There is no doubt that lectures, seminars, workshops and laboratory classes play important roles in the acquisition of knowledge and the emergence of understanding. However, by far the most important factor is the individual student's own motivation. Students who independently study in the library and actually read the journal articles and books recommended in their lectures and seminars will rapidly develop a sound knowledge and good understanding. Sadly, independent study of this sort is becoming increasingly rare.
Instead, many students seem to believe, rather like Mr MacFarlane, that their institution 'owes them an education' and that if only the teaching were better they would, as if by magic, become 'educated'. But the (un)surprising truth is that in higher education, as in all areas of human endeavour, any achievement ultimately and crucially depends on the commitment and efforts of the individual. An institution cannot do it for you, and no matter how 'good' the lecturers and their lectures, students will be disaffected and underachieve if they are not prepared to work.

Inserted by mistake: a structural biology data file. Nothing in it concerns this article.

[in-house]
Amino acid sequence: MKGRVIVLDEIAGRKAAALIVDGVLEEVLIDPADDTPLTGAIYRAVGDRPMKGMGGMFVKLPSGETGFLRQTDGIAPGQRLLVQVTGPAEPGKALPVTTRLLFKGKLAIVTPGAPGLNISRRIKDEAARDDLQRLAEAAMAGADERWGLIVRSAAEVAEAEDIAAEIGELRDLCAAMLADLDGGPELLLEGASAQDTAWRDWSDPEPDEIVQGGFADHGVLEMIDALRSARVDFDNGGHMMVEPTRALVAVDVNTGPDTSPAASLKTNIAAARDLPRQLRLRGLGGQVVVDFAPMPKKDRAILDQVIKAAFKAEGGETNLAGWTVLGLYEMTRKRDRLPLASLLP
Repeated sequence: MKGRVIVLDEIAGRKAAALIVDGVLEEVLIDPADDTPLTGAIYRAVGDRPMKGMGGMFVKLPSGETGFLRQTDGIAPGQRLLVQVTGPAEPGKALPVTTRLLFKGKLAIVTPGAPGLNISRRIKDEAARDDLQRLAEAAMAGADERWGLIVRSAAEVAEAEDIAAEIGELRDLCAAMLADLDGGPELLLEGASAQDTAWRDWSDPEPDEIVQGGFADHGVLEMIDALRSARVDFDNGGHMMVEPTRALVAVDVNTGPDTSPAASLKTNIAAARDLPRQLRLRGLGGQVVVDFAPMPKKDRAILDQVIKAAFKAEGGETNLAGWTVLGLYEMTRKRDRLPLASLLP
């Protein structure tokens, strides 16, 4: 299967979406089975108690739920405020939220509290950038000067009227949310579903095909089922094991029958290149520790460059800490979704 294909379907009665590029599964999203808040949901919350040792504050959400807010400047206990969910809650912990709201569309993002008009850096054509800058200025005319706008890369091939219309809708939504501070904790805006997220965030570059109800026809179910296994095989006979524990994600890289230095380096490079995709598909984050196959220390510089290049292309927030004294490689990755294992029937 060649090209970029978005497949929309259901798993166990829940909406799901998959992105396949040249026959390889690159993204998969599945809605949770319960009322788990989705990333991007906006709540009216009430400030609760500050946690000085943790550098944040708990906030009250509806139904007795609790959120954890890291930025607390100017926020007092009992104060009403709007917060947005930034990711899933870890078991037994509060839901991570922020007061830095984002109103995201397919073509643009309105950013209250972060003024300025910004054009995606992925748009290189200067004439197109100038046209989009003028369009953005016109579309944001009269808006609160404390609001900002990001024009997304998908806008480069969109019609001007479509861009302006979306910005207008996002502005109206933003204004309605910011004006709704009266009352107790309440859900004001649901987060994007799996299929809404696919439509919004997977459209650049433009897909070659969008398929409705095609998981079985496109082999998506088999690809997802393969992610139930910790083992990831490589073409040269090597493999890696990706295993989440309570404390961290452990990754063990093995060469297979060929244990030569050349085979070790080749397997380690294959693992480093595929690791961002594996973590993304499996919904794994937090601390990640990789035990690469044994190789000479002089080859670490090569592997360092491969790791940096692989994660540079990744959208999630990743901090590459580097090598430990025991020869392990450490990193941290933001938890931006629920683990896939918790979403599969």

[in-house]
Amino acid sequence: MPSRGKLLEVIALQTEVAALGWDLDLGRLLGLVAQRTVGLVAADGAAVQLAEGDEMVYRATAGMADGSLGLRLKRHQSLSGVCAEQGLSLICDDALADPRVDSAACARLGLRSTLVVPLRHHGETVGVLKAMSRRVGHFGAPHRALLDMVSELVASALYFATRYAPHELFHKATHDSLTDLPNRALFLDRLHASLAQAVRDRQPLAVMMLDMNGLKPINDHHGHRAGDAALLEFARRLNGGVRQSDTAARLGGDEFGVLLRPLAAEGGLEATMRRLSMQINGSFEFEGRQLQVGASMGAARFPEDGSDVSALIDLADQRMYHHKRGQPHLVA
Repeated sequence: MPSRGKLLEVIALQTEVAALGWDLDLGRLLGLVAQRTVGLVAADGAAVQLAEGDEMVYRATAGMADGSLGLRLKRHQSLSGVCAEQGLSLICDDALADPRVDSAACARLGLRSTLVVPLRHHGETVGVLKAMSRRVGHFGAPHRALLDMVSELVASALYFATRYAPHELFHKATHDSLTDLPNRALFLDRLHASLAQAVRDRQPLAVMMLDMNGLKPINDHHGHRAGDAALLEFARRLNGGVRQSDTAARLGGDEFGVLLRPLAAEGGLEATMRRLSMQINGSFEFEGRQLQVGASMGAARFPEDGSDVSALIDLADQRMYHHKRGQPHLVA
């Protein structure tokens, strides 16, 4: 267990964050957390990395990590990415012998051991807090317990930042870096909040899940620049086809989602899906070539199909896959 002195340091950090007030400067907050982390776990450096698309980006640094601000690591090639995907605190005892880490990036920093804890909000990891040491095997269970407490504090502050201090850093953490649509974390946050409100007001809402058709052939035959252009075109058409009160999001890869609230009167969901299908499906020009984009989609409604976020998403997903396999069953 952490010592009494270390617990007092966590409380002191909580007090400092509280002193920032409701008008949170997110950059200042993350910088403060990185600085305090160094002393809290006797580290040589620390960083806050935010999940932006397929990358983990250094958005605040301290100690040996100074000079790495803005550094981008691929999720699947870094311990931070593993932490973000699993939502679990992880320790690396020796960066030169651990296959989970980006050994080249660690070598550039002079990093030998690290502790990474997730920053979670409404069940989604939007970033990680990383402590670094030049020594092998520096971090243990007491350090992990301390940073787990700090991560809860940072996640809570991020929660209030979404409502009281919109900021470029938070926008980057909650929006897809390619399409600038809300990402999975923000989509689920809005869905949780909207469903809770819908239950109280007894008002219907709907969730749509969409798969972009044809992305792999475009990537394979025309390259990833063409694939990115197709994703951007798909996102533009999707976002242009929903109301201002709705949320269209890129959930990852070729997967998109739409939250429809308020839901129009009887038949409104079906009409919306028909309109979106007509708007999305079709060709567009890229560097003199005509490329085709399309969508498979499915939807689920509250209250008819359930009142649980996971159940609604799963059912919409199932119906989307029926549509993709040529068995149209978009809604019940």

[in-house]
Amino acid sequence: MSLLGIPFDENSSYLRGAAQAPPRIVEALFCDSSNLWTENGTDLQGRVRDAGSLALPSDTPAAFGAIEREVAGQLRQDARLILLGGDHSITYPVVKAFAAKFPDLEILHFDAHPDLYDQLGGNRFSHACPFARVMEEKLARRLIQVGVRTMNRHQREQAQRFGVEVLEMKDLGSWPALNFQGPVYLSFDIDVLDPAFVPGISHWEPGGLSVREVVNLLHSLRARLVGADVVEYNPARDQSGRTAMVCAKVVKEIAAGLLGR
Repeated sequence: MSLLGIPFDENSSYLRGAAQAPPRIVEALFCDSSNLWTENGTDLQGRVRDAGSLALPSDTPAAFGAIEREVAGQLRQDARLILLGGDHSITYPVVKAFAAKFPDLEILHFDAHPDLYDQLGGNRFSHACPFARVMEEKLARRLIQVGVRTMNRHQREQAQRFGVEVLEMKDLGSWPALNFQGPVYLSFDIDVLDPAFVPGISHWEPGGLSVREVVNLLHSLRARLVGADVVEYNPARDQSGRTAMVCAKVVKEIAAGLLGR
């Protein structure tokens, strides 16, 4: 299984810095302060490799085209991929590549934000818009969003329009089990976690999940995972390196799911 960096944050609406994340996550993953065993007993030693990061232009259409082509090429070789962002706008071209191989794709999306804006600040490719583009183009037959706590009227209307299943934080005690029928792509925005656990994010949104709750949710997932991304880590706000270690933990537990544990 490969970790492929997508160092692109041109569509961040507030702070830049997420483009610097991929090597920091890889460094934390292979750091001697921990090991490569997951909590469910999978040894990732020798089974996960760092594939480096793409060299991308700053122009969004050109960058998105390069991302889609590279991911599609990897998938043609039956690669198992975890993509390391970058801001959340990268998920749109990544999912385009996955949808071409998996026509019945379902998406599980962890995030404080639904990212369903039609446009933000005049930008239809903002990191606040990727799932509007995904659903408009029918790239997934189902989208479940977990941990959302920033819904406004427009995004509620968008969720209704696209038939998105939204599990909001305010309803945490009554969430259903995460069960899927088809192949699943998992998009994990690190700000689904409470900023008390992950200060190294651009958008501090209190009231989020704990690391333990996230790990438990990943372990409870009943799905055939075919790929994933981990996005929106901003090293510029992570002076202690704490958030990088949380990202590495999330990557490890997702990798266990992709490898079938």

In short, it takes two to learn: the effective and supportive institution and the motivated and committed student. To understand the complex interaction of student and institution, and the effects of this upon education, we will require research of a far higher calibre than the questionnaire referred to by Mr MacFarlane. Moreover, we will need a theoretical analysis which amounts to more than a few folk beliefs about lecturers and their lectures.
MARTIN A. CONWAY
Department of Psychology
University of Lancaster
26 FebruaryReuse content